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|Articles - September 2012|
|Monday, August 27, 2012|
Page 2 of 4
That kick into high gear has been fueled, in part, by efforts begun years ago to diversify The Dalles’ employment base, which since the 1950s had been dominated by large aluminum plants. The last of those folded for good in 2000.
“The port got its marching orders in the mid-1980s to try and diversify our industrial base,” says Andrea Klaas, executive director of the Port of The Dalles.
Over the ensuing two decades, the port acquired land, developed it and sold it. Klaas says in that time the port was able to facilitate the creation of close to 1,500 jobs by finding homes in the port district for companies like Kmart and Columbia PhytoTechnology, a maker of freeze-dried fruit and vegetable powders that moved to the port this summer. More than 45 businesses are currently located in the port’s industrial area, including Google, which now has three buildings on its site and employs close to 150 people.
Outside the port district, other long-term projects aimed at breathing new life into The Dalles are on the edge of fruition. This summer The Dalles will christen a $2.9 million dock on the Columbia River for light shipping and as a place for river cruise ships to tie up. The first ship is scheduled to pull up Sept. 17, according to city manager Nolan Young, who’s spent the better part of 15 years working on redevelopment projects in the city.
Disembarking tourists will walk a short stretch of The Dalles Riverfront Trail —when completed by 2014, it will run 10 miles from the Columbia Gorge Discovery Center east to The Dalles Dam — and stroll below Interstate 84 via an underpass built in 2004 to reconnect the city to the riverfront. They’ll pass the Lewis & Clark Festival Park, a $2.7 million plaza for community events set to open in early September; it and the dock have been in the works for 12 years. Just two blocks farther, they’ll hit downtown The Dalles and, hopefully, spend some time and money at local businesses.
Mark Linebarger is a 20-year resident of The Dalles who owns the historic Baldwin Saloon just across from the new plaza. While he’s a touch skeptical of how much impact the park and new dock will have on his business, he says he welcomes the improvements.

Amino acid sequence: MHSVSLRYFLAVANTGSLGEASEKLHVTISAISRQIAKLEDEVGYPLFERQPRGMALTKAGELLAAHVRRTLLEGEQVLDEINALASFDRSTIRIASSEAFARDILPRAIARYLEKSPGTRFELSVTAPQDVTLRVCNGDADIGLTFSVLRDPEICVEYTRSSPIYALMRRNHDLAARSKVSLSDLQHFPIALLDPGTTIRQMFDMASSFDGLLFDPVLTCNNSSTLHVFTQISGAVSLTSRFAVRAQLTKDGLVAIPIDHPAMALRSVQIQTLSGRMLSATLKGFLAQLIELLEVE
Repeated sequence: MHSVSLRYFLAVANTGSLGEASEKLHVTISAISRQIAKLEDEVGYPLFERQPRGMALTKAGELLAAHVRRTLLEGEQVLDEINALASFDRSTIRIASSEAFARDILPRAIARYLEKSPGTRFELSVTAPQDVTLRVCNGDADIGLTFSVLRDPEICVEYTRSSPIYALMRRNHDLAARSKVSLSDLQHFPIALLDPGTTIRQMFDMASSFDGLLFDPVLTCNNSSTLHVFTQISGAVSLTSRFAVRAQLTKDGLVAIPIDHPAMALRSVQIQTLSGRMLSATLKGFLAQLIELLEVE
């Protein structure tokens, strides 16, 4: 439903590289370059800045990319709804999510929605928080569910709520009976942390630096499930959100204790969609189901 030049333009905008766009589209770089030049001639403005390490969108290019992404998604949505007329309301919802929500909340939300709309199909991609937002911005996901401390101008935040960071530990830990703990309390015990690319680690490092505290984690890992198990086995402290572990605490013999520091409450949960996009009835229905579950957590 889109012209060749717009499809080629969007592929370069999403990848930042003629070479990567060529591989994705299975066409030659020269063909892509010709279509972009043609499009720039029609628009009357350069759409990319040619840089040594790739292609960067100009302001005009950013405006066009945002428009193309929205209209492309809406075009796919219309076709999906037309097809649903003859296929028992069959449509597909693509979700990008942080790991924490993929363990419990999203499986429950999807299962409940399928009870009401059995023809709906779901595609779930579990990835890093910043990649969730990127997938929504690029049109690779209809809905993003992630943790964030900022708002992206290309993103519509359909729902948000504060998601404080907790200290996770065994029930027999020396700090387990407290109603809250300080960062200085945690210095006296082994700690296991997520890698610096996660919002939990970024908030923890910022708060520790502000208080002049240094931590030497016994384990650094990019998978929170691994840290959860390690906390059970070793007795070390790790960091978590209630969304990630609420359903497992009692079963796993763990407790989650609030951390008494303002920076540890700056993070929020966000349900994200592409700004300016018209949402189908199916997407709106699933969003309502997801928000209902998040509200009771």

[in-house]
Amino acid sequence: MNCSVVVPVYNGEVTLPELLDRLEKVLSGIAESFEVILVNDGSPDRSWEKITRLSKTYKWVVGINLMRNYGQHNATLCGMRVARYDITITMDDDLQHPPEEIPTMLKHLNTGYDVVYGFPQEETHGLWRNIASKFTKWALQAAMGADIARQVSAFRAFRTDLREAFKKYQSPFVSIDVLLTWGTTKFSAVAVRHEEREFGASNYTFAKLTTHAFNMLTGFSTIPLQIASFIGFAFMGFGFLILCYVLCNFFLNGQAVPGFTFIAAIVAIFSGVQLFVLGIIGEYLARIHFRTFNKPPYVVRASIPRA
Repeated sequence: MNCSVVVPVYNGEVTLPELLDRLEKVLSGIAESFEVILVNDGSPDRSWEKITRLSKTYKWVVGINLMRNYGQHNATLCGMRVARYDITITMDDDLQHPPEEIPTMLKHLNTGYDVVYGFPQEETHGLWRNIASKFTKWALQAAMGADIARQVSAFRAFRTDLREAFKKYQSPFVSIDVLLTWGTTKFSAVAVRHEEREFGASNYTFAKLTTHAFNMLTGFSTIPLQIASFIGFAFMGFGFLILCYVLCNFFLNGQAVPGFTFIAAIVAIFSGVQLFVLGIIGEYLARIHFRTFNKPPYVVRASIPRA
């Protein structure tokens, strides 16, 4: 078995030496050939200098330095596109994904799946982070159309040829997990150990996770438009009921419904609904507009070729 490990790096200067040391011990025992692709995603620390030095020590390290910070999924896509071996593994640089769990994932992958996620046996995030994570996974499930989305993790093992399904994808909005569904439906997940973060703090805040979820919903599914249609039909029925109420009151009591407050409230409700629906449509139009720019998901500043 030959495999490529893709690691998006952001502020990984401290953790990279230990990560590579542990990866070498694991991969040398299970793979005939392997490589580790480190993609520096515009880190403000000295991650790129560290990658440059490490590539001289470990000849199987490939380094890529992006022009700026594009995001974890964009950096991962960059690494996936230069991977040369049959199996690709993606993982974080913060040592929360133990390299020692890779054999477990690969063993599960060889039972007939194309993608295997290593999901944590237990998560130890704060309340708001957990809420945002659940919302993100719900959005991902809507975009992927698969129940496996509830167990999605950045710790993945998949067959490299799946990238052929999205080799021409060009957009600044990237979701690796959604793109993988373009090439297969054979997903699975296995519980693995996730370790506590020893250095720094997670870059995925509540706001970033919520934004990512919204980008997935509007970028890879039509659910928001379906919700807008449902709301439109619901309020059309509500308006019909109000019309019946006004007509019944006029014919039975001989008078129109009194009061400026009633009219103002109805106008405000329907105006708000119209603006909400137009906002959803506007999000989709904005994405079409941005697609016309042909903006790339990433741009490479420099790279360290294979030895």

“What’s good for The Dalles is good for us,” he says.
Like the Sunshine Mill, downtown The Dalles is a study in contrasts. Storefronts straight out of the 1950s — a vacuum-cleaner shop, an old barbershop and a dated JC Penney — mingle with more contemporary establishments: a yoga studio, a French bistro and at least two wineries. Dilapidated buildings and empty spaces mix with renovated historic landmarks, like an 1883 courthouse that’s now a brewpub, an old Masonic lodge called the Commodore and Civic Auditorium, which have all been the focus of public and private efforts to reinvigorate the downtown while preserving its historic flavor.
The next urban-renewal project will focus around the historic Granada Theater, a 1930s-era theater in the heart of downtown bordered by several other vacant buildings. The project has seen several false starts over the years, but Young says the city is currently working with a private developer on plans for a possible hotel and conference center complex.
Wednesday, May 28, 2014
Oregon Business magazine's "Green Your Workplace" seminar featured a panel of sustainability experts from small, medium and large organizations. The seminar drew 70 people and took place in the Nines Hotel this morning.
Monday, June 16, 2014
The Oregon economy could get a boost from a new trade agreement being negotiated between the U.S. and the European Union.
Monday, July 14, 2014
BY TERRY "STARBUCKER" ST. MARIE
I really didn’t know that much about angel investing, but I did know a lot about the entrepreneurial spirit.
Thursday, May 29, 2014
BY SOPHIA BENNETT
Tillamook expands its tourism niche.
Tuesday, July 08, 2014
BY LINDA BAKER | OB EDITOR
The New Yorker recently published a sharply worded critique of “disruptive innovation,” one of the most widely cited theories in the business world today. The article raises questions about the descriptive value of disruption and innovation — whether the terms are mere buzzwords or actually explain today's extraordinarily complex and fast changing business environment.
Update: We caught up with Portland's Thomas Thurston, who shared his data driven take on the disruption controversy.
Thursday, May 29, 2014
I was in a rut. A few months ago, I was at my desk trying to come up with cover story ideas for our June “green” issue. But I was stuck on a concept that is a bit too tried and true in the magazine business.
Tuesday, June 03, 2014
Citing the transition to catch shares management as a key to rebuilding stocks and reducing bycatch, 13 species caught by the West Coast trawl fishery today earned designation from the Marine Stewardship Council (MSC) as sustainable.
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